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Inj Epidemiol. 2015 Dec;2(1):10. Epub 2015 May 22.

Effectiveness of bystander naloxone administration and overdose education programs: a meta-analysis.

Author information

1
Center for Injury Epidemiology and Prevention, Columbia University, 722 West 168th St, 5th Floor, New York, 10032, NY, USA.
2
Department of Epidemiology, Columbia University Mailman School of Public Health, 722 West 168th St, New York, 10032, NY, USA.
3
Department of Anesthesiology, Columbia University College of Physicians and Surgeons, 622 West 168th St, PH5-505, New York, 10032, NY, USA.
4
Department of Epidemiology, Columbia University Mailman School of Public Health, 722 West 168th St, New York, 10032, NY, USA. Charles.DiMaggio@nyumc.org.
5
Department of Surgery, New York University School of Medicine, 550, First Avenue, New York, NY, 10016, USA. Charles.DiMaggio@nyumc.org.

Abstract

The objective of this review was to assess the effectiveness of bystander naloxone administration and overdose education programs by synthesizing quantitative results reported in the research literature. Studies meeting predefined criteria were identified and reviewed, and their results were synthesized through meta-analysis. Odds ratios (ORs) and 95% confidence intervals (CIs) were calculated for overdose recoveries for individuals who received naloxone dispensed by non-medical community members, and the standardized mean difference was calculated for test scores of non-medical volunteers who received training in overdose management versus the scores of untrained volunteers. Pooled data from four studies showed that naloxone administration by bystanders was associated with a significantly increased odds of recovery compared with no naloxone administration (OR = 8.58, 95% CI = 3.90 to 13.25). Data from five studies of overdose education indicated that average scores were significantly higher for trained participants than untrained participants for tests on naloxone administration, overdose recognition, and overdose response (standardized mean difference = 1.35, 95% CI = 0.92 to 1.77). Empirical evidence in the research literature suggests that bystander naloxone administration and overdose education programs are associated with increased odds of recovery and with improved knowledge of overdose recognition and management in non-clinical settings.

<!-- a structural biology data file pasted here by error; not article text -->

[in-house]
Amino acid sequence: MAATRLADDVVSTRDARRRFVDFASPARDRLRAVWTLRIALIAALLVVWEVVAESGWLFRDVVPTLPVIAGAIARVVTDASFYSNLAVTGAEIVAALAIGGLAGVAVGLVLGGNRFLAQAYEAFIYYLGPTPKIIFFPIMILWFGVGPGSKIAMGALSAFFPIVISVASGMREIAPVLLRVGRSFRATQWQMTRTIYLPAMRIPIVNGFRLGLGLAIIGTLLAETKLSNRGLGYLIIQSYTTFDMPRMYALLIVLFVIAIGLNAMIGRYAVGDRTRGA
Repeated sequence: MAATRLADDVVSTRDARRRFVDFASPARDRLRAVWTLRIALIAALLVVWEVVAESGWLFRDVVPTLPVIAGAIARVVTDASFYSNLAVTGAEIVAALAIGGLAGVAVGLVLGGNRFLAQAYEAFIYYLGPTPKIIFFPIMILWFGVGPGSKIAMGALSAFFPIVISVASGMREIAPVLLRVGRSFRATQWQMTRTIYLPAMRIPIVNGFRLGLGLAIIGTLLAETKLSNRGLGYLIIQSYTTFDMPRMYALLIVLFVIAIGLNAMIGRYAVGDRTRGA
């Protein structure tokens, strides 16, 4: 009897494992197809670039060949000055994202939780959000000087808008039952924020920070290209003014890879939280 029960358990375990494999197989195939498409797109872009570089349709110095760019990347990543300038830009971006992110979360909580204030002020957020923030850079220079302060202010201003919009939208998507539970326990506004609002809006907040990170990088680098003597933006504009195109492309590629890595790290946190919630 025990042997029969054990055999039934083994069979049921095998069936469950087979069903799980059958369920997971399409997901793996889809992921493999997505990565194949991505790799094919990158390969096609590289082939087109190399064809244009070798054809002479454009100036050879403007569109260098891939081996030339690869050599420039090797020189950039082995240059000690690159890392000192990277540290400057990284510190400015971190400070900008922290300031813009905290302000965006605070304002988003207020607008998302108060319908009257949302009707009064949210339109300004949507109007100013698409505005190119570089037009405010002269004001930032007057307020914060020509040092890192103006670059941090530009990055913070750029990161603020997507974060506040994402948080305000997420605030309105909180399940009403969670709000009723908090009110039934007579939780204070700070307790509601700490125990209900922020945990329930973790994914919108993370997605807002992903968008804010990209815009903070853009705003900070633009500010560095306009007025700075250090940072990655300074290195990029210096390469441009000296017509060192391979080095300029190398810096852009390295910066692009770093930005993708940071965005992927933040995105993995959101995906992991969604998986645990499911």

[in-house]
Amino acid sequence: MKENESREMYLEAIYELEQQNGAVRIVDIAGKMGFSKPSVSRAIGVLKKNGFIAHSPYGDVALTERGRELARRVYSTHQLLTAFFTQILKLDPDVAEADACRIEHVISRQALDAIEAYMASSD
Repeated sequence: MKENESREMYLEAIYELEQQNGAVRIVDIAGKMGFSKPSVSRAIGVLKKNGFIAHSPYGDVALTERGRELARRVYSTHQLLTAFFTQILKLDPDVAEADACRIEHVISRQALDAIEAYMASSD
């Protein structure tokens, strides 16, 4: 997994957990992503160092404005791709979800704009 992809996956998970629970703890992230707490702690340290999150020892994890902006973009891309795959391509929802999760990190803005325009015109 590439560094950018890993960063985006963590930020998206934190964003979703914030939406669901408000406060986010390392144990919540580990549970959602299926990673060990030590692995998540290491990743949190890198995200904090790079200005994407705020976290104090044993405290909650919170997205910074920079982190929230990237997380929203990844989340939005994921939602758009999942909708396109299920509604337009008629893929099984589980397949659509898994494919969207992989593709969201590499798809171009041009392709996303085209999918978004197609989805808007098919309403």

KEYWORDS:

Bystander; Naloxone; Opioid overdose; Overdose prevention

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